Yechury: Sir, I want to tell the Leader of the House... (Interruptions)... Sir, if he is accusing us saying, 'arrogance of numbers,' I would say, the other House is functioning because of the tyranny of majority.... (Interruptions... That is the term which emerged during the period of enlightenment.
(Interruptions)... And, Sir, you must put the record straight. What we were asking from the prime minister was an apology for the comments that a minister of state (Niranjan Jyoti) made.... (Interruptions)... The prime minister did not give that.
As Jaitley had said, when Niranjan Jyoti used abusive language against non-Hindus, Modi spoke in the Rajya Sabha, but it had no impact. It irked the PM no end and his colleagues were blamed for tendering wrong advice.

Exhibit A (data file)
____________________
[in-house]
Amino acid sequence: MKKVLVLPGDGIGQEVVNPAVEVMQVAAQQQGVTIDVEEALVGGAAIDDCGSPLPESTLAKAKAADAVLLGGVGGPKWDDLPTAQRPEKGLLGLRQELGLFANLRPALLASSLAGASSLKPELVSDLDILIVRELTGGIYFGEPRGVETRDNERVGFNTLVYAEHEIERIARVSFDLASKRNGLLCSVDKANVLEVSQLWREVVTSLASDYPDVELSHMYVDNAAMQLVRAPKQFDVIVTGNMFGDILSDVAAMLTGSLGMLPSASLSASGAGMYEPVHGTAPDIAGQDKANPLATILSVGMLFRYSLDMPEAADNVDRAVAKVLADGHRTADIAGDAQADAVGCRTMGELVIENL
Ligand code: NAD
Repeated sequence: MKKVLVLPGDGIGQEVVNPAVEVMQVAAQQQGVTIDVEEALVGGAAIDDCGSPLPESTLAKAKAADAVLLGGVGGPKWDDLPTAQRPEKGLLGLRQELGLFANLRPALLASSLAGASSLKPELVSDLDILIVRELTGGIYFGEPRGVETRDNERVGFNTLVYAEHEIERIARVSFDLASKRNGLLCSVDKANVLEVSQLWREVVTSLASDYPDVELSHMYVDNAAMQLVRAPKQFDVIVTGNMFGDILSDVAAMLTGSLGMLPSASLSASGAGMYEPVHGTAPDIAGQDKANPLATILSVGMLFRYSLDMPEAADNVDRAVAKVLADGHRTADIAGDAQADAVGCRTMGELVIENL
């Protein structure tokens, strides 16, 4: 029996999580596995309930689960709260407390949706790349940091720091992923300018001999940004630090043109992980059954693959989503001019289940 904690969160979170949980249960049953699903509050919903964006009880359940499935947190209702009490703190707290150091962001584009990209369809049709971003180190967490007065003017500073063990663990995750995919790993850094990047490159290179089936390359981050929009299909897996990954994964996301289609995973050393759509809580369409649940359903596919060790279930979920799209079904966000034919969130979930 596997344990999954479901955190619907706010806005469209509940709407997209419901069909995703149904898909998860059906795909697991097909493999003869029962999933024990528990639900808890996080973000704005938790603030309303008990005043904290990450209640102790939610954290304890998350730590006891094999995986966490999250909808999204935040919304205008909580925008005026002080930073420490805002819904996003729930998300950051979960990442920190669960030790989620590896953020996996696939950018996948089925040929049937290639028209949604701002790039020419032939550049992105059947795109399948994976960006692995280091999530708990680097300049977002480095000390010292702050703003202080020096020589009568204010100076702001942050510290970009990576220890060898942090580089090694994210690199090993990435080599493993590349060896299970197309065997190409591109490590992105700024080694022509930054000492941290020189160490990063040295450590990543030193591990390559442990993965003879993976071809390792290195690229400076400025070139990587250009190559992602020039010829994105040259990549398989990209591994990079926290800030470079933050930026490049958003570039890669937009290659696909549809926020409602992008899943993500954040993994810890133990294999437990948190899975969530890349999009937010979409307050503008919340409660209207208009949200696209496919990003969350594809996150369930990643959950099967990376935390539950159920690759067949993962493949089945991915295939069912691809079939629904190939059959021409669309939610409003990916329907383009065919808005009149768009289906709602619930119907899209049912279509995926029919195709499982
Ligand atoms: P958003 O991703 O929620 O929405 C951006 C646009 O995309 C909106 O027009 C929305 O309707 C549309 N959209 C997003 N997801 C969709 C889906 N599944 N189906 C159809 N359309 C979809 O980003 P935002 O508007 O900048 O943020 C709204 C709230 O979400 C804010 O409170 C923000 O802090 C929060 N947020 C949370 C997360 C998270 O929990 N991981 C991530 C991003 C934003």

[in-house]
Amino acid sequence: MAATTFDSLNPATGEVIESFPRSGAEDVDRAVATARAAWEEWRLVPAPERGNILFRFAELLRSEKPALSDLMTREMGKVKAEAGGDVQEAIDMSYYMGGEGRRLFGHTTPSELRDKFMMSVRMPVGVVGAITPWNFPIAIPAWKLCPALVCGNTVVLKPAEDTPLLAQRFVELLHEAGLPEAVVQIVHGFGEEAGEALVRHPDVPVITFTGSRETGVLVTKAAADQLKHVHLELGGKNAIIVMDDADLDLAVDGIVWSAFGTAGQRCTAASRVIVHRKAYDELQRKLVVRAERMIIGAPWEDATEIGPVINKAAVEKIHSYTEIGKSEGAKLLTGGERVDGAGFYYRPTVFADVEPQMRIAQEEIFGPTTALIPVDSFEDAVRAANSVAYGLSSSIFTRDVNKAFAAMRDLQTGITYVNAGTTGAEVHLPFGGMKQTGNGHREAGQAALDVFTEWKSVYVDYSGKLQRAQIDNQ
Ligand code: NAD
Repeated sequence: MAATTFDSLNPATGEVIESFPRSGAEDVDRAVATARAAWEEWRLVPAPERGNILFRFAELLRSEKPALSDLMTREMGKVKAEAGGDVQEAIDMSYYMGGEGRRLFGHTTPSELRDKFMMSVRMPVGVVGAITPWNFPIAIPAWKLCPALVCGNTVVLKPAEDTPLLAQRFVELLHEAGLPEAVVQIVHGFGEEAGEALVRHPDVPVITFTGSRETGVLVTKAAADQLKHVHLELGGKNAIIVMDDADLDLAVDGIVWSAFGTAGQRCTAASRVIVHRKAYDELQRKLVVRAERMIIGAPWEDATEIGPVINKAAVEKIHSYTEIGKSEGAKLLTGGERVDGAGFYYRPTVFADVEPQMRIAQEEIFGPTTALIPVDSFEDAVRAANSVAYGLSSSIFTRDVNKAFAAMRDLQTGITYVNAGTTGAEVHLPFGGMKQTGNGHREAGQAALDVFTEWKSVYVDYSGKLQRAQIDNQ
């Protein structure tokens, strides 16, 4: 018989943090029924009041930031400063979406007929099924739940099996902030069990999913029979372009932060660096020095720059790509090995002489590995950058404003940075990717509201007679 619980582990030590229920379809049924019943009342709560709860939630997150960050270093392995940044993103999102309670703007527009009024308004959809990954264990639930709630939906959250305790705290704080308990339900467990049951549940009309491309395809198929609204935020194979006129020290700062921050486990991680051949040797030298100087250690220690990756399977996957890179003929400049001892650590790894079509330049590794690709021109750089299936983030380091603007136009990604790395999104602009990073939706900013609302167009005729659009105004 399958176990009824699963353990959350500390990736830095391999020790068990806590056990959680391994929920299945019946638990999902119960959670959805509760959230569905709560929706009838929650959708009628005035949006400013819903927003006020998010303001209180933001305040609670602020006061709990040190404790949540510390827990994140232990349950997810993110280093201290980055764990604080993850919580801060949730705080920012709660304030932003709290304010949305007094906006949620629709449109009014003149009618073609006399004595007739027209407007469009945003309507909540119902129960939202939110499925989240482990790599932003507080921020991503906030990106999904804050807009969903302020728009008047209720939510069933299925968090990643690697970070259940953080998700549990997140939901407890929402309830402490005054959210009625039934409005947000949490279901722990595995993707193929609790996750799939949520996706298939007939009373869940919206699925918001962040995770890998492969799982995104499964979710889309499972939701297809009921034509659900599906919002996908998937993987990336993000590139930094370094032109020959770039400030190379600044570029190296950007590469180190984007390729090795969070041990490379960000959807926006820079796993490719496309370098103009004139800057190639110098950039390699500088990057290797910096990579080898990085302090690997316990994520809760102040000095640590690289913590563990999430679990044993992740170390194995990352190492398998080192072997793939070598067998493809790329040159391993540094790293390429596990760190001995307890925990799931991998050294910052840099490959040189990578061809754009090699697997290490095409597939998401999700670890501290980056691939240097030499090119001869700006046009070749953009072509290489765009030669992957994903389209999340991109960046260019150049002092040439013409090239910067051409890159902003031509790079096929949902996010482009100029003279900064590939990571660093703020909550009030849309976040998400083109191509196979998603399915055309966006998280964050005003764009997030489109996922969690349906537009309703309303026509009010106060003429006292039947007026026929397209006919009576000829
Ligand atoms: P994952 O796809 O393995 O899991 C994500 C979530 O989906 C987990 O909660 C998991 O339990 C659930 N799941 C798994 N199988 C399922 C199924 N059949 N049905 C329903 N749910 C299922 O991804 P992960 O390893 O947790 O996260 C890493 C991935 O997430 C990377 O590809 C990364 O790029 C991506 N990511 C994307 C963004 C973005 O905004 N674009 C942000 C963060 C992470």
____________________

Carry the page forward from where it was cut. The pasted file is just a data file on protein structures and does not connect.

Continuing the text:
This time the BJP's floor managers were extra-conscious. Modi could not have avoided coming to the Rajya Sabha because during Question Hour a question was listed connected to his department. And everybody was waiting for him to arrive.
The House was adjourned at 11.46 am.
It resumed at noon.
Chairman Hamid Ansari presided over the House. The noise from the Opposition benches did not allow the proceedings, so he adjourned the House for 15 more minutes.
A minute later, Modi walked in at 12.03 pm.
Congress leader Renuka Chowdhary and others in the back rows were heard jeering the PM as he walked up to his seat. He spoke briefly to Prakash Javdekar. Modi's glamour quotient is such that he was stared at by all present in the House.